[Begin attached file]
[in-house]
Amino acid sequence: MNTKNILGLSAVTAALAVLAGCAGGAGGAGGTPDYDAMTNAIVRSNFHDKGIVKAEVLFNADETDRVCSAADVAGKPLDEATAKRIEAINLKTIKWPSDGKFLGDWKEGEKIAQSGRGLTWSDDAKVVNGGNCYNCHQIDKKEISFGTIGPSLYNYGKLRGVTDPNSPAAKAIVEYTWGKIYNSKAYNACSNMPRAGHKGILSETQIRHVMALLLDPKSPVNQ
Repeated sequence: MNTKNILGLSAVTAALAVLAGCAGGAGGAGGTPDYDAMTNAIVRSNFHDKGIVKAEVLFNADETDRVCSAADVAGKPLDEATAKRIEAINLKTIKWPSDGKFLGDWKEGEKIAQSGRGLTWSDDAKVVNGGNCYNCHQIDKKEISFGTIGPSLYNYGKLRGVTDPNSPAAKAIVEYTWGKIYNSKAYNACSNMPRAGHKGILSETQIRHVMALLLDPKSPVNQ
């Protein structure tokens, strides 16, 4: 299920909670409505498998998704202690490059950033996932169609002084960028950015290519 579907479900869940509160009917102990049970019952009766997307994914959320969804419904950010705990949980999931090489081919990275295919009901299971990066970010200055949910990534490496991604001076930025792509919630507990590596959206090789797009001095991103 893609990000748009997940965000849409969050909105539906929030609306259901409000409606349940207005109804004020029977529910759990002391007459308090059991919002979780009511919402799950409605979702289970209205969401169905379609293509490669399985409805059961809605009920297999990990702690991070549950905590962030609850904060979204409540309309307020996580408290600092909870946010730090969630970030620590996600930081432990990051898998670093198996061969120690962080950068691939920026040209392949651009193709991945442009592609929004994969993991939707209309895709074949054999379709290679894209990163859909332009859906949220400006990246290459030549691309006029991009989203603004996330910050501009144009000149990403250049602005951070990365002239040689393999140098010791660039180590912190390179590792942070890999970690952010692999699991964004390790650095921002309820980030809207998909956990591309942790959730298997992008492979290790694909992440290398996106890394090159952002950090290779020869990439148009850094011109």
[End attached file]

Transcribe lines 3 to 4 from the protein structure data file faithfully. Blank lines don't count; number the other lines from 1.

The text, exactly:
Repeated sequence: MNTKNILGLSAVTAALAVLAGCAGGAGGAGGTPDYDAMTNAIVRSNFHDKGIVKAEVLFNADETDRVCSAADVAGKPLDEATAKRIEAINLKTIKWPSDGKFLGDWKEGEKIAQSGRGLTWSDDAKVVNGGNCYNCHQIDKKEISFGTIGPSLYNYGKLRGVTDPNSPAAKAIVEYTWGKIYNSKAYNACSNMPRAGHKGILSETQIRHVMALLLDPKSPVNQ
């Protein structure tokens, strides 16, 4: 299920909670409505498998998704202690490059950033996932169609002084960028950015290519 579907479900869940509160009917102990049970019952009766997307994914959320969804419904950010705990949980999931090489081919990275295919009901299971990066970010200055949910990534490496991604001076930025792509919630507990590596959206090789797009001095991103 893609990000748009997940965000849409969050909105539906929030609306259901409000409606349940207005109804004020029977529910759990002391007459308090059991919002979780009511919402799950409605979702289970209205969401169905379609293509490669399985409805059961809605009920297999990990702690991070549950905590962030609850904060979204409540309309307020996580408290600092909870946010730090969630970030620590996600930081432990990051898998670093198996061969120690962080950068691939920026040209392949651009193709991945442009592609929004994969993991939707209309895709074949054999379709290679894209990163859909332009859906949220400006990246290459030549691309006029991009989203603004996330910050501009144009000149990403250049602005951070990365002239040689393999140098010791660039180590912190390179590792942070890999970690952010692999699991964004390790650095921002309820980030809207998909956990591309942790959730298997992008492979290790694909992440290398996106890394090159952002950090290779020869990439148009850094011109």